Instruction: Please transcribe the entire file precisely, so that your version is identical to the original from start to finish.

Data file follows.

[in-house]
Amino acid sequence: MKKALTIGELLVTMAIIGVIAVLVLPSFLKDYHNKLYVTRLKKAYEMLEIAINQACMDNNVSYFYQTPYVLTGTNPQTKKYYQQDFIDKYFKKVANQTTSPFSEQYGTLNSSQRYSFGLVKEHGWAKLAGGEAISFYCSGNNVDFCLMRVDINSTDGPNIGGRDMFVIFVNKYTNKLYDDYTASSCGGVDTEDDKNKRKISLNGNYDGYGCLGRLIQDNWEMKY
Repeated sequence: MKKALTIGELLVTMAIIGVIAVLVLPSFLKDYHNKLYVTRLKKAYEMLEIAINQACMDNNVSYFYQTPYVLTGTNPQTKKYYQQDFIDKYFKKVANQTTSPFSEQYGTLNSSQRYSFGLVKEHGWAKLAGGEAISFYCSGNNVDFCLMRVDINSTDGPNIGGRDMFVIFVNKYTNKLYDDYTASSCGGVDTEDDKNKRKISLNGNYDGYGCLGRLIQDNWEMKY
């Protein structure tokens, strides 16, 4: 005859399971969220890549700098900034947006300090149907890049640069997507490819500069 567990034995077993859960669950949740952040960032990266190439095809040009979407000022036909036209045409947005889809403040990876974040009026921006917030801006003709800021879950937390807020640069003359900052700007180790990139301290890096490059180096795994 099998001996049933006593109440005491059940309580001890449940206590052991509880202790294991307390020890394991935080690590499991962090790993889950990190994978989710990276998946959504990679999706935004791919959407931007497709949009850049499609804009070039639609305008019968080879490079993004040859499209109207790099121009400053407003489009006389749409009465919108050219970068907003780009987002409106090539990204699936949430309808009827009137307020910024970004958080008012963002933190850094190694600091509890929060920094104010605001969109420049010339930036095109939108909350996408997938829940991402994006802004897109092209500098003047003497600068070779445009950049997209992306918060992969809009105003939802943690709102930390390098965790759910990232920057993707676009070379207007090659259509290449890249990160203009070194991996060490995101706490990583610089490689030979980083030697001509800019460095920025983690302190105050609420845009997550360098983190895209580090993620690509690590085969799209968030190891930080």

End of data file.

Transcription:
[in-house]
Amino acid sequence: MKKALTIGELLVTMAIIGVIAVLVLPSFLKDYHNKLYVTRLKKAYEMLEIAINQACMDNNVSYFYQTPYVLTGTNPQTKKYYQQDFIDKYFKKVANQTTSPFSEQYGTLNSSQRYSFGLVKEHGWAKLAGGEAISFYCSGNNVDFCLMRVDINSTDGPNIGGRDMFVIFVNKYTNKLYDDYTASSCGGVDTEDDKNKRKISLNGNYDGYGCLGRLIQDNWEMKY
Repeated sequence: MKKALTIGELLVTMAIIGVIAVLVLPSFLKDYHNKLYVTRLKKAYEMLEIAINQACMDNNVSYFYQTPYVLTGTNPQTKKYYQQDFIDKYFKKVANQTTSPFSEQYGTLNSSQRYSFGLVKEHGWAKLAGGEAISFYCSGNNVDFCLMRVDINSTDGPNIGGRDMFVIFVNKYTNKLYDDYTASSCGGVDTEDDKNKRKISLNGNYDGYGCLGRLIQDNWEMKY
């Protein structure tokens, strides 16, 4: 005859399971969220890549700098900034947006300090149907890049640069997507490819500069 567990034995077993859960669950949740952040960032990266190439095809040009979407000022036909036209045409947005889809403040990876974040009026921006917030801006003709800021879950937390807020640069003359900052700007180790990139301290890096490059180096795994 099998001996049933006593109440005491059940309580001890449940206590052991509880202790294991307390020890394991935080690590499991962090790993889950990190994978989710990276998946959504990679999706935004791919959407931007497709949009850049499609804009070039639609305008019968080879490079993004040859499209109207790099121009400053407003489009006389749409009465919108050219970068907003780009987002409106090539990204699936949430309808009827009137307020910024970004958080008012963002933190850094190694600091509890929060920094104010605001969109420049010339930036095109939108909350996408997938829940991402994006802004897109092209500098003047003497600068070779445009950049997209992306918060992969809009105003939802943690709102930390390098965790759910990232920057993707676009070379207007090659259509290449890249990160203009070194991996060490995101706490990583610089490689030979980083030697001509800019460095920025983690302190105050609420845009997550360098983190895209580090993620690509690590085969799209968030190891930080």